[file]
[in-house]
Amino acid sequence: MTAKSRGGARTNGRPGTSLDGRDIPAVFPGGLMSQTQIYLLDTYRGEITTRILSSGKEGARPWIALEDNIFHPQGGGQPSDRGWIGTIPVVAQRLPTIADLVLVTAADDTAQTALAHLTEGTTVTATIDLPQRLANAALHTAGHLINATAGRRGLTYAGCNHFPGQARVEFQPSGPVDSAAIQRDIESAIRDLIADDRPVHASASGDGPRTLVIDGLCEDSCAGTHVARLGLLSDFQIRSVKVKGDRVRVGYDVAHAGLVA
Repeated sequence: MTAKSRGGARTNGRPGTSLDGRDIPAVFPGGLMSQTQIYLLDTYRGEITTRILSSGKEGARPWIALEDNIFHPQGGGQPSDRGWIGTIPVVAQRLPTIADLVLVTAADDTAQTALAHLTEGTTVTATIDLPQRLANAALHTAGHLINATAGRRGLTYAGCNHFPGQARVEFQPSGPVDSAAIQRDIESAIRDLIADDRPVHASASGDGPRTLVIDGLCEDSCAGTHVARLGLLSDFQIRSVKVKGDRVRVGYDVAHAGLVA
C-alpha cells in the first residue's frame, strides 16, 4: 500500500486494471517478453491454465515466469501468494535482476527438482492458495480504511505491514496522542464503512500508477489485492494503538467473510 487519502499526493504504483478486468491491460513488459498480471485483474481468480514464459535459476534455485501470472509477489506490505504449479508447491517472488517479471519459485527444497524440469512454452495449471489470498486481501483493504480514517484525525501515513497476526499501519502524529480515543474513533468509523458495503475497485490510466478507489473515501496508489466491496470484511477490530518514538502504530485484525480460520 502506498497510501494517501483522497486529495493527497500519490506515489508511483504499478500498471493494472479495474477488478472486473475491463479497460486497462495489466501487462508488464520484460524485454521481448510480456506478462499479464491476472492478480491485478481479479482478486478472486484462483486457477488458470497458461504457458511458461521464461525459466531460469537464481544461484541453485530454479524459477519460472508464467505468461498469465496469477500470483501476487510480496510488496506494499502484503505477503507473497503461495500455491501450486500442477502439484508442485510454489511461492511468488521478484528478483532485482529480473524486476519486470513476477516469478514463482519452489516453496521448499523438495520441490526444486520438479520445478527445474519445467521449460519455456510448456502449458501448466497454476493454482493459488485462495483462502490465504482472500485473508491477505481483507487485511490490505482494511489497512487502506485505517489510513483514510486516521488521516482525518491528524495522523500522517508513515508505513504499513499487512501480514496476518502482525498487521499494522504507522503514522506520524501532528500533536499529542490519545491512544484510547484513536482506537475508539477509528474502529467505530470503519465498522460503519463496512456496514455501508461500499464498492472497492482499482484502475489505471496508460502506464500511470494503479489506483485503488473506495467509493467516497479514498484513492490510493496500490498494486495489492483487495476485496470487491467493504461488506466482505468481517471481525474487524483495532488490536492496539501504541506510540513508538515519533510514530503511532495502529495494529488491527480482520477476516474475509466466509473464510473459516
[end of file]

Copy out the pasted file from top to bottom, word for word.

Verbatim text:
[in-house]
Amino acid sequence: MTAKSRGGARTNGRPGTSLDGRDIPAVFPGGLMSQTQIYLLDTYRGEITTRILSSGKEGARPWIALEDNIFHPQGGGQPSDRGWIGTIPVVAQRLPTIADLVLVTAADDTAQTALAHLTEGTTVTATIDLPQRLANAALHTAGHLINATAGRRGLTYAGCNHFPGQARVEFQPSGPVDSAAIQRDIESAIRDLIADDRPVHASASGDGPRTLVIDGLCEDSCAGTHVARLGLLSDFQIRSVKVKGDRVRVGYDVAHAGLVA
Repeated sequence: MTAKSRGGARTNGRPGTSLDGRDIPAVFPGGLMSQTQIYLLDTYRGEITTRILSSGKEGARPWIALEDNIFHPQGGGQPSDRGWIGTIPVVAQRLPTIADLVLVTAADDTAQTALAHLTEGTTVTATIDLPQRLANAALHTAGHLINATAGRRGLTYAGCNHFPGQARVEFQPSGPVDSAAIQRDIESAIRDLIADDRPVHASASGDGPRTLVIDGLCEDSCAGTHVARLGLLSDFQIRSVKVKGDRVRVGYDVAHAGLVA
C-alpha cells in the first residue's frame, strides 16, 4: 500500500486494471517478453491454465515466469501468494535482476527438482492458495480504511505491514496522542464503512500508477489485492494503538467473510 487519502499526493504504483478486468491491460513488459498480471485483474481468480514464459535459476534455485501470472509477489506490505504449479508447491517472488517479471519459485527444497524440469512454452495449471489470498486481501483493504480514517484525525501515513497476526499501519502524529480515543474513533468509523458495503475497485490510466478507489473515501496508489466491496470484511477490530518514538502504530485484525480460520 502506498497510501494517501483522497486529495493527497500519490506515489508511483504499478500498471493494472479495474477488478472486473475491463479497460486497462495489466501487462508488464520484460524485454521481448510480456506478462499479464491476472492478480491485478481479479482478486478472486484462483486457477488458470497458461504457458511458461521464461525459466531460469537464481544461484541453485530454479524459477519460472508464467505468461498469465496469477500470483501476487510480496510488496506494499502484503505477503507473497503461495500455491501450486500442477502439484508442485510454489511461492511468488521478484528478483532485482529480473524486476519486470513476477516469478514463482519452489516453496521448499523438495520441490526444486520438479520445478527445474519445467521449460519455456510448456502449458501448466497454476493454482493459488485462495483462502490465504482472500485473508491477505481483507487485511490490505482494511489497512487502506485505517489510513483514510486516521488521516482525518491528524495522523500522517508513515508505513504499513499487512501480514496476518502482525498487521499494522504507522503514522506520524501532528500533536499529542490519545491512544484510547484513536482506537475508539477509528474502529467505530470503519465498522460503519463496512456496514455501508461500499464498492472497492482499482484502475489505471496508460502506464500511470494503479489506483485503488473506495467509493467516497479514498484513492490510493496500490498494486495489492483487495476485496470487491467493504461488506466482505468481517471481525474487524483495532488490536492496539501504541506510540513508538515519533510514530503511532495502529495494529488491527480482520477476516474475509466466509473464510473459516